Having worked in the law for a number of years, observing up close the effect that litigation in discrimination, equal pay, unfair dismissal, personal injury, contract claims and the rest has on people, even when their cases were ‘successful’, I grow daily more convinced that mediation is the future. Mediation works on a practical, and perhaps as importantly, a human level.

Hear me talking with Joshua Rozenberg about mediation on Law In Action, BBC Radio 4 (starting at 14 mins 50 secs)

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Mediation is a process in which a neutral third party facilitates a conversation between parties in dispute, either at a joint meeting or by meeting privately with the individuals, to help them to find a mutually acceptable resolution.

Mediation is:


All parties agree to this strict code.  The meetings themselves are confidential and any terms agreed are confidential unless the parties agree otherwise;

Without prejudice

which means the discussions can’t be referred to in any subsequent proceedings;


you can’t be forced into mediation, you can’t be forced to say anything during the mediation, and you can leave the process at any time;


the mediator will not adjudicate the case, not decide who’s right or wrong, nor advise on legal merits;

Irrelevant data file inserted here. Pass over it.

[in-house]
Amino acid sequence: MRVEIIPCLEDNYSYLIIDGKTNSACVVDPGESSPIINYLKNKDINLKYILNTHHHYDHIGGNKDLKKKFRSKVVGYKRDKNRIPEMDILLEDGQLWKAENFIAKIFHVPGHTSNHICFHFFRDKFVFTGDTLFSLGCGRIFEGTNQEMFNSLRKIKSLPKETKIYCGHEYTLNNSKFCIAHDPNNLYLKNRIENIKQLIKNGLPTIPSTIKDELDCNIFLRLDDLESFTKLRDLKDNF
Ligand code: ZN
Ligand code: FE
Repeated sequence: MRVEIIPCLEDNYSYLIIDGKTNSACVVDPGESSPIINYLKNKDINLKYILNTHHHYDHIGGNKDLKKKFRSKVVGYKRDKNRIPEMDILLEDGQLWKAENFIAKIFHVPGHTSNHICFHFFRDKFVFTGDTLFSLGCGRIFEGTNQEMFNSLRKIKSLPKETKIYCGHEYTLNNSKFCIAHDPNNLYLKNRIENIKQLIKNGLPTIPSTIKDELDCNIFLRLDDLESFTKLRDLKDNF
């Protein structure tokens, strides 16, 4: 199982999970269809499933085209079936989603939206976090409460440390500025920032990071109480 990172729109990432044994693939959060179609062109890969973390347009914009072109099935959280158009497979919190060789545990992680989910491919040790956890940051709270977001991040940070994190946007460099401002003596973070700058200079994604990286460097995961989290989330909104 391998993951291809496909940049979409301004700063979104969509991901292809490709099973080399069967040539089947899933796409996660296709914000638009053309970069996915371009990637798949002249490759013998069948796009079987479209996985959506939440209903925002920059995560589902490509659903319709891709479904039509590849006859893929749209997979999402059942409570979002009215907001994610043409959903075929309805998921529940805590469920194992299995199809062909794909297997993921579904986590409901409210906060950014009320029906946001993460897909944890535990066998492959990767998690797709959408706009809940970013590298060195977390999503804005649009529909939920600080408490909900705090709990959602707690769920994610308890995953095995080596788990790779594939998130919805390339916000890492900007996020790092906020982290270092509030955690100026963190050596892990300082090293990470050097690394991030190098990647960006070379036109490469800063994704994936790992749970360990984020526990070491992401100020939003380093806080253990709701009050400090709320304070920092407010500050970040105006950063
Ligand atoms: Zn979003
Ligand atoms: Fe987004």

mediation isn’t interested in why people did this or that; instead it is interested in what the affect of these actions was on the parties themselves and on others;


if you want to know who has the better story, ask someone on your own side – they’ll tell you what you want to hear. The mediator remains impartial;


the back story is important, but ultimately mediation is less concerned with what happened than what is going to happen next;


the parties can mutually agree any outcome, fitting the solution much more closely to their needs and interests than the limited and inflexible options open to a judge or arbitrator;

Non-binding until the point of settlement

don’t be afraid to make suggestions, nothing sticks until you come to the end. A civil and commercial mediation usually results in a binding agreement. Most workplace mediations result in a non-binding statement of intention, though there is no  reason terms cannot be made binding, if the parties choose;


or, as I prefer to term it, what you can live with/what you can live with. If one party wins everything, it usually follows that the other party gets less of what they want. No one agrees to anything in a mediation, except voluntarily.